"Regardless of what kind of game you work on, design leadership is at the center of success or failure," writes design consultant Phil O'Connor, whose credits include Far Cry 3 and Operation Flashpoint 2. Here are some of his practical tips to help you become a better design leader.
"Good judgment comes from experience, and experience comes from bad judgment." - Rita Mae Brown, Alma Mater
A few years back I was inspired to write an article, How to Hire Good Game Designers, which Gamasutra graciously published. The positive response it received was surprising and inspiring, so here goes some more advice -- this time to my peers in the design trade.
This is not an article about game design techniques, however -- that subject is so broad and personal to each designer that an article would barely scratch the surface. In addition, my fun is not your fun; everyone likes different things, and as a good designer, you should be true to yourself. Trying to make someone else's idea (or "formula") of fun is rarely successful. I guess that, in itself, is my advice on game design technique: do what you know, follow your instincts.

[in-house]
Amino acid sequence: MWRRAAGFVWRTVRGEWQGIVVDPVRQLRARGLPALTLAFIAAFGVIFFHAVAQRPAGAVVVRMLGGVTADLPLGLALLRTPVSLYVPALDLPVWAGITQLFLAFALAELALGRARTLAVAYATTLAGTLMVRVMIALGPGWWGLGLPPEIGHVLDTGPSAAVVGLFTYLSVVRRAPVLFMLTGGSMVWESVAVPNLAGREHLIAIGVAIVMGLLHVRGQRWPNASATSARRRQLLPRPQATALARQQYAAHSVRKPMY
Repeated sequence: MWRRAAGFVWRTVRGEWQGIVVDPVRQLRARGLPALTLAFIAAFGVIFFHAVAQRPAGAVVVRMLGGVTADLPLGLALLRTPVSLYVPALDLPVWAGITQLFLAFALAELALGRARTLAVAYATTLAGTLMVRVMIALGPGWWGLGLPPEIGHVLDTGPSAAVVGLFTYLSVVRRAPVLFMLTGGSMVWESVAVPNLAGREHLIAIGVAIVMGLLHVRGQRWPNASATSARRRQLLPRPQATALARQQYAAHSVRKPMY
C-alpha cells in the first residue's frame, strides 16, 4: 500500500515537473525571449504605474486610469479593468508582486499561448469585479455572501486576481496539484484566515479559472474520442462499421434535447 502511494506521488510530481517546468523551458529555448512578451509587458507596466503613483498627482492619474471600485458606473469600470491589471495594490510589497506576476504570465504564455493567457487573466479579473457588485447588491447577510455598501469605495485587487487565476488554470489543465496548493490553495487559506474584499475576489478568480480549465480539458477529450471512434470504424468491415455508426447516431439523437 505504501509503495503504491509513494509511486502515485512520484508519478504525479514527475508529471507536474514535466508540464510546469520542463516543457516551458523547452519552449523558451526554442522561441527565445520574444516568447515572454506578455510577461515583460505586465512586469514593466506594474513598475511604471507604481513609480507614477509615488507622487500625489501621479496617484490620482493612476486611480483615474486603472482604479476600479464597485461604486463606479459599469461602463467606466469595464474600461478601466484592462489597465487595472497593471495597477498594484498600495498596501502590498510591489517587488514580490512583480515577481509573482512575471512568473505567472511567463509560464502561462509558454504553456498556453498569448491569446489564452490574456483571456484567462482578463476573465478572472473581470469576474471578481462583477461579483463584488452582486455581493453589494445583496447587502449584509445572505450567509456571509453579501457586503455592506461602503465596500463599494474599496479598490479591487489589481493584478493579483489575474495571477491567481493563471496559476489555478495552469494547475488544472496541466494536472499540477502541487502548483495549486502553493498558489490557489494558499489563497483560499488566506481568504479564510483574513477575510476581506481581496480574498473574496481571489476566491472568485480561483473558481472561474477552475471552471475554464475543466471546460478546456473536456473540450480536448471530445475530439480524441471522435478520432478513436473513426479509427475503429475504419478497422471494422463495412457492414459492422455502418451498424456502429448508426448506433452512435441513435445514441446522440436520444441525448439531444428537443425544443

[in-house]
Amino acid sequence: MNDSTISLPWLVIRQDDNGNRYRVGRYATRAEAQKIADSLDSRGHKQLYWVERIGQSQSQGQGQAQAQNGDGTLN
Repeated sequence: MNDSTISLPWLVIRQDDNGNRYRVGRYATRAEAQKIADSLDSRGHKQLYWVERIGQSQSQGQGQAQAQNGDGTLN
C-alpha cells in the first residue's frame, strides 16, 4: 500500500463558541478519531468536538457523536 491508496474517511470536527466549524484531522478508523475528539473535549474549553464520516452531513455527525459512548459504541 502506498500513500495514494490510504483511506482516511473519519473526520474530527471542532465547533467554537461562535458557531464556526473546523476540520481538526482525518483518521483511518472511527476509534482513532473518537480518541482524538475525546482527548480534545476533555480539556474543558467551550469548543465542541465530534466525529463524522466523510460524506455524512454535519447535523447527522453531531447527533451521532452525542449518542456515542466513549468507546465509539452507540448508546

The real point of this article, however, is how to be an effective design leader in a development team. This is just a catalog of my personal observations over the years. It is neither a definitive pronouncement on the subject nor a standard that everyone should try to reach; it's just a collection of personal lessons learned over the years. Take them or leave them in whole or in part, ignore them, share them -- do as you will.
I have been designing games for most of my life and 16 years in a professional capacity. I have never really considered design itself difficult. What I mean by that is, coming up with gameplay ideas or concepts for a game has been the fun part -- the easy part, I guess. What has been the difficult part of learning my trade is how to work in a development team, and specifically work with the different disciplines in development.